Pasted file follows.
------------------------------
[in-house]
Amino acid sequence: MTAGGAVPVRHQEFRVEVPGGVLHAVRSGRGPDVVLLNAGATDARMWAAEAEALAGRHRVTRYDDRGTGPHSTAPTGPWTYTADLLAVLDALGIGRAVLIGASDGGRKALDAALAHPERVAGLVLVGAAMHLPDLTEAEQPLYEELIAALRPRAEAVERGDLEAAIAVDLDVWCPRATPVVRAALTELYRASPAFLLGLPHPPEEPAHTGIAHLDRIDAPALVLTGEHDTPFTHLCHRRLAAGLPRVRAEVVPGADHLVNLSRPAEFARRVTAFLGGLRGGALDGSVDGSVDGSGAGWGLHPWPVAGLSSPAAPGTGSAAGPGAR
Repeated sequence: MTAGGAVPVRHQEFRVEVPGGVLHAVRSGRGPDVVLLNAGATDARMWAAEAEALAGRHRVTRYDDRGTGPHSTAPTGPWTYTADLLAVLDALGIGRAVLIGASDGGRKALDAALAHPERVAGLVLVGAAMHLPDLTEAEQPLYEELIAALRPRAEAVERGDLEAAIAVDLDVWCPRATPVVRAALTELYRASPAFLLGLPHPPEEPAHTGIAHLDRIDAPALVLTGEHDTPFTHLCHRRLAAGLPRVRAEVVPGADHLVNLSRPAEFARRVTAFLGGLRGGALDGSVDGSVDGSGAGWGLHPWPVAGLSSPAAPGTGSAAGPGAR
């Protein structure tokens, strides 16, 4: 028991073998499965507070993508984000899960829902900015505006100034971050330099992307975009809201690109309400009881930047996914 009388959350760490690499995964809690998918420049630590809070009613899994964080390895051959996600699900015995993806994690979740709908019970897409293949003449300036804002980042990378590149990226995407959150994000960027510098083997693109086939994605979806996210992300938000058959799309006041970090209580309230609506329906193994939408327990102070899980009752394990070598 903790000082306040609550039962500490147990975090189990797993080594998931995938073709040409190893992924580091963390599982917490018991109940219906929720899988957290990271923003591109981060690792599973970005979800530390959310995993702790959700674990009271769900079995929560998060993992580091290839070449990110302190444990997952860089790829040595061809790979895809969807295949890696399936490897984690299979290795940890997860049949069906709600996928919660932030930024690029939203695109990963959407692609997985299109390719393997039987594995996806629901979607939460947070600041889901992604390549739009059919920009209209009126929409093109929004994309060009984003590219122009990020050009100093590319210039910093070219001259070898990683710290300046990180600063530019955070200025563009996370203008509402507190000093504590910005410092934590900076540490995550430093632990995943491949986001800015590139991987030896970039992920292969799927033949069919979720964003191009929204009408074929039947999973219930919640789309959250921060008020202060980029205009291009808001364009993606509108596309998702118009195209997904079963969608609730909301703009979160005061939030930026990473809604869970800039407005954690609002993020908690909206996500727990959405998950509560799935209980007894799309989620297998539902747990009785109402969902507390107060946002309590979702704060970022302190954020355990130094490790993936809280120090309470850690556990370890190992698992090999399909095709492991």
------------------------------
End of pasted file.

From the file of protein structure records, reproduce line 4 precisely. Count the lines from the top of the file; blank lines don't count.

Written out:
């Protein structure tokens, strides 16, 4: 028991073998499965507070993508984000899960829902900015505006100034971050330099992307975009809201690109309400009881930047996914 009388959350760490690499995964809690998918420049630590809070009613899994964080390895051959996600699900015995993806994690979740709908019970897409293949003449300036804002980042990378590149990226995407959150994000960027510098083997693109086939994605979806996210992300938000058959799309006041970090209580309230609506329906193994939408327990102070899980009752394990070598 903790000082306040609550039962500490147990975090189990797993080594998931995938073709040409190893992924580091963390599982917490018991109940219906929720899988957290990271923003591109981060690792599973970005979800530390959310995993702790959700674990009271769900079995929560998060993992580091290839070449990110302190444990997952860089790829040595061809790979895809969807295949890696399936490897984690299979290795940890997860049949069906709600996928919660932030930024690029939203695109990963959407692609997985299109390719393997039987594995996806629901979607939460947070600041889901992604390549739009059919920009209209009126929409093109929004994309060009984003590219122009990020050009100093590319210039910093070219001259070898990683710290300046990180600063530019955070200025563009996370203008509402507190000093504590910005410092934590900076540490995550430093632990995943491949986001800015590139991987030896970039992920292969799927033949069919979720964003191009929204009408074929039947999973219930919640789309959250921060008020202060980029205009291009808001364009993606509108596309998702118009195209997904079963969608609730909301703009979160005061939030930026990473809604869970800039407005954690609002993020908690909206996500727990959405998950509560799935209980007894799309989620297998539902747990009785109402969902507390107060946002309590979702704060970022302190954020355990130094490790993936809280120090309470850690556990370890190992698992090999399909095709492991």